In this clinical study, 42 dogs with neoplastic or idiopathic pericardial effusion underwent pH analysis of pericardial fluid
within one hour of pericardiocentesis. Twelve dogs (29%) had idiopathic pericarditis based on histopathologic examination
of the pericardium, absence of an intrapericardial mass, and no recurrence of effusion for at least six months after initial
pericardiocentesis treatment. Twenty-five dogs (60%) had neoplastic pericardial effusion based on histopathologic examination
of a mass or detection by ultrasonography of a heart-associated tumor. The mean age of the dogs was 8.8 years for the idiopathic
group and 9.8 years for the neoplastic group.
The results of pH analysis revealed no significant difference in the median pH of pericardial effusion fluid from the idiopathic
group (7.4) and the median pH of fluid from the neoplastic group (7.47). Furthermore, data from the two groups overlapped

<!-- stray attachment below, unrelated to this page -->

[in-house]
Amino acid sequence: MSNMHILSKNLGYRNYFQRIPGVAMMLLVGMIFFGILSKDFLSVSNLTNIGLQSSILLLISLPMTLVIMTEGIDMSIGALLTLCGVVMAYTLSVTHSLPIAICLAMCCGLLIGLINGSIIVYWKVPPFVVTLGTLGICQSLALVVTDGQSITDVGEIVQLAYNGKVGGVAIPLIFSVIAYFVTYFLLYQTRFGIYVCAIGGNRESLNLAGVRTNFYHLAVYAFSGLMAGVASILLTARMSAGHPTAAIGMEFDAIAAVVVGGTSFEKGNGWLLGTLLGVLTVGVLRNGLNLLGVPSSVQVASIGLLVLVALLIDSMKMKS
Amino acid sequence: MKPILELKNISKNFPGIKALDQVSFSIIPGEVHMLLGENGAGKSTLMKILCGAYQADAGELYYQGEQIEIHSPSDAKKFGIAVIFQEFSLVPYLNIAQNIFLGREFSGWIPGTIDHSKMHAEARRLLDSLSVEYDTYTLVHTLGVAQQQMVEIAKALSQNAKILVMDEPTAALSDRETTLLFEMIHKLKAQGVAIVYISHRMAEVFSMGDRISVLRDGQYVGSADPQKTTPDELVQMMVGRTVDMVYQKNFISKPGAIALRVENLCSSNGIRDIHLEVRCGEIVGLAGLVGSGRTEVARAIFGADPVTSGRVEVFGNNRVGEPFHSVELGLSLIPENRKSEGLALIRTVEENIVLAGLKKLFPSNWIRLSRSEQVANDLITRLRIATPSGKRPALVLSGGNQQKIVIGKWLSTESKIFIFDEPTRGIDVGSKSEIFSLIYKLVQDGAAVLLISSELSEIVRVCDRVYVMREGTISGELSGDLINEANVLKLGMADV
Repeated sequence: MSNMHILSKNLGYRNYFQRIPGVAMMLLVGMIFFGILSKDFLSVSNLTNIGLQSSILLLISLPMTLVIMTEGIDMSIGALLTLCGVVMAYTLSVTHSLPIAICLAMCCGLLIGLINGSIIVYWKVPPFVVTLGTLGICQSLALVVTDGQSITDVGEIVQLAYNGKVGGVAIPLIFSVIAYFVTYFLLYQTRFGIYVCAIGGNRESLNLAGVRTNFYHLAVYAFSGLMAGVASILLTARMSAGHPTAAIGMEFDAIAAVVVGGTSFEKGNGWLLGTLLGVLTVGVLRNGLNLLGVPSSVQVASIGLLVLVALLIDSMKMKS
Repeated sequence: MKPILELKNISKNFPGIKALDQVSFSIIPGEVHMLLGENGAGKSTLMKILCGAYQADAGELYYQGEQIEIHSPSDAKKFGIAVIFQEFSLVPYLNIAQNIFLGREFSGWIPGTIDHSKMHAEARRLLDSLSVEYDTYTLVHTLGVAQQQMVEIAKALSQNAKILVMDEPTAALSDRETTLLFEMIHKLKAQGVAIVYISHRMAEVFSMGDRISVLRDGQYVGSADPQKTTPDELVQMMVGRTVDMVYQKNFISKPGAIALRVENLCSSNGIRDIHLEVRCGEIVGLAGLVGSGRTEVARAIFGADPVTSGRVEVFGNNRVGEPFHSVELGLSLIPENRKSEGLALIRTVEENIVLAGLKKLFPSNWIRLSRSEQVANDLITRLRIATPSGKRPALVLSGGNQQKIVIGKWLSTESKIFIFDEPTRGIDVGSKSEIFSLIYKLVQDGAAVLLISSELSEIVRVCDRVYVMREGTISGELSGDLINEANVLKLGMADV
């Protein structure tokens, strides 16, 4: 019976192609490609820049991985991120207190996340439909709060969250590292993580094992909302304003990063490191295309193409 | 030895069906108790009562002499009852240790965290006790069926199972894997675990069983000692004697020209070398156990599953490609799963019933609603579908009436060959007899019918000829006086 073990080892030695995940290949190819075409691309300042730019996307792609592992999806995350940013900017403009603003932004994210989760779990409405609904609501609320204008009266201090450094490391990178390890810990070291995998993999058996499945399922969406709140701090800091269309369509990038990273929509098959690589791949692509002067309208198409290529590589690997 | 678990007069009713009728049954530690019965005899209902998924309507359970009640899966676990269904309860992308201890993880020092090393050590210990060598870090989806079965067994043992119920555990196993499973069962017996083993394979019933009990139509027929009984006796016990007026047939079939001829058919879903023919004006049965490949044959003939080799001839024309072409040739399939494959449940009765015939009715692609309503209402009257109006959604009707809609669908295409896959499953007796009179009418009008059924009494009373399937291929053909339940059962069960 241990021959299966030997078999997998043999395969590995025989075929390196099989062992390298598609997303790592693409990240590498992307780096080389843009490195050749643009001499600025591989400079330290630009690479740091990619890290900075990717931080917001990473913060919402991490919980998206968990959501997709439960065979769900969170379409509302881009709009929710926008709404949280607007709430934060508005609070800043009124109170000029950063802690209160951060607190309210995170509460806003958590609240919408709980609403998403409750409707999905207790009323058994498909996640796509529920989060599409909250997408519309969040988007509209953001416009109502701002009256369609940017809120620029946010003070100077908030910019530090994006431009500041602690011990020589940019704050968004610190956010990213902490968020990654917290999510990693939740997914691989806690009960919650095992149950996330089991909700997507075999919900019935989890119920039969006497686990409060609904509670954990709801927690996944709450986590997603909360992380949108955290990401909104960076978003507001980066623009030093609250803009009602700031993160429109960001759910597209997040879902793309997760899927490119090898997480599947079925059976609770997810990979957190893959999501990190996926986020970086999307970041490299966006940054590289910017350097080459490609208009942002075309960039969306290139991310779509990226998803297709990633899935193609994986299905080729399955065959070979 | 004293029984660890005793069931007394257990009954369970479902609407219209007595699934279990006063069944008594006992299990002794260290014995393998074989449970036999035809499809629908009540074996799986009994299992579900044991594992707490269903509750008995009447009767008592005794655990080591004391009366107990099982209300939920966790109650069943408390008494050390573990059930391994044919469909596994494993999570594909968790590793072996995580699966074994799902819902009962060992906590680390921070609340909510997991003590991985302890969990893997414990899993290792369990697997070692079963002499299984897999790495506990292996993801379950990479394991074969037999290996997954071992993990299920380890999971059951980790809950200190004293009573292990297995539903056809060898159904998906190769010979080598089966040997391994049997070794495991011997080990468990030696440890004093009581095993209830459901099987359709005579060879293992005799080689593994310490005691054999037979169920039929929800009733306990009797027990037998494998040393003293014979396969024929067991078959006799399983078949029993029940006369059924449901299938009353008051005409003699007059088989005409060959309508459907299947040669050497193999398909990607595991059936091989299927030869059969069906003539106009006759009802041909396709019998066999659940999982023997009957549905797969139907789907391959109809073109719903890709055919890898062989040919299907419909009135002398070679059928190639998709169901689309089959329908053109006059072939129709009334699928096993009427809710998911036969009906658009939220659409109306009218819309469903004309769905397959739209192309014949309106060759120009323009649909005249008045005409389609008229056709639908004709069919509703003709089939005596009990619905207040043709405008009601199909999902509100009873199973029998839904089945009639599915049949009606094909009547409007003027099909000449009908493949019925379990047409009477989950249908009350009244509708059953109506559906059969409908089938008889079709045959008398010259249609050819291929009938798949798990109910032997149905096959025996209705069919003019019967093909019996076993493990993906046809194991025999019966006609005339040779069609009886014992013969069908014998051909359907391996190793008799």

in 89% of the cases. The authors concluded that pH analysis alone cannot differentiate neoplastic from idiopathic causes of
Neoplastic and idiopathic pericarditis are common causes of pericardial effusion, a highly morbid condition. Neoplastic lesions
portend a poor prognosis, while idiopathic effusions are responsive to pericardiocentesis or pericardiectomy. Ultrasonography
and histopathology are critical diagnostic tests; pH analysis of fluid has been described previously as a useful tool in people
and animals. Although the technique described in this article is technically easy, its validity as a diagnostic tool is unfortunately
limited. Differences in methodologies make comparisons with contradictory studies somewhat difficult. Physical and ultrasonographic
examinations may remain the best noninvasive diagnostic tests to date for differentiating between neoplastic and idiopathic
Fine, D.M. et al.: Use of pericardial fluid pH to distinguish between idiopathic and neoplastic effusions. J. Vet. Intern. Med. 17 (4):525-529; 2003.